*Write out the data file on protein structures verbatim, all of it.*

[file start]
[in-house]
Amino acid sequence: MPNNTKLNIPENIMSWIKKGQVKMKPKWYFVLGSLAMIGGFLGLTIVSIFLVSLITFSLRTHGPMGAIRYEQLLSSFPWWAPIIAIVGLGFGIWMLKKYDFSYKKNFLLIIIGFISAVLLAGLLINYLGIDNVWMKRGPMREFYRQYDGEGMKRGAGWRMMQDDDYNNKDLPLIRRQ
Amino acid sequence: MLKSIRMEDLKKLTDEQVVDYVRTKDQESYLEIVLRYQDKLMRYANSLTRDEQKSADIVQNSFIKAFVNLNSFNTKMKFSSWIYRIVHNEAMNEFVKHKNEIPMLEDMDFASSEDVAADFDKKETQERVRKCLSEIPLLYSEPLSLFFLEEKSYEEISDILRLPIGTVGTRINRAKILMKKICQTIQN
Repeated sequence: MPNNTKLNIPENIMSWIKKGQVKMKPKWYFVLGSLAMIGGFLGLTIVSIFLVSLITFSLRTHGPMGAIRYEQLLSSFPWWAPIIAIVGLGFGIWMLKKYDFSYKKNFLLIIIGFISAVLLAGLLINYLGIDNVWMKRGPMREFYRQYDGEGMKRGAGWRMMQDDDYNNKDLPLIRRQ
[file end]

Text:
[in-house]
Amino acid sequence: MPNNTKLNIPENIMSWIKKGQVKMKPKWYFVLGSLAMIGGFLGLTIVSIFLVSLITFSLRTHGPMGAIRYEQLLSSFPWWAPIIAIVGLGFGIWMLKKYDFSYKKNFLLIIIGFISAVLLAGLLINYLGIDNVWMKRGPMREFYRQYDGEGMKRGAGWRMMQDDDYNNKDLPLIRRQ
Amino acid sequence: MLKSIRMEDLKKLTDEQVVDYVRTKDQESYLEIVLRYQDKLMRYANSLTRDEQKSADIVQNSFIKAFVNLNSFNTKMKFSSWIYRIVHNEAMNEFVKHKNEIPMLEDMDFASSEDVAADFDKKETQERVRKCLSEIPLLYSEPLSLFFLEEKSYEEISDILRLPIGTVGTRINRAKILMKKICQTIQN
Repeated sequence: MPNNTKLNIPENIMSWIKKGQVKMKPKWYFVLGSLAMIGGFLGLTIVSIFLVSLITFSLRTHGPMGAIRYEQLLSSFPWWAPIIAIVGLGFGIWMLKKYDFSYKKNFLLIIIGFISAVLLAGLLINYLGIDNVWMKRGPMREFYRQYDGEGMKRGAGWRMMQDDDYNNKDLPLIRRQ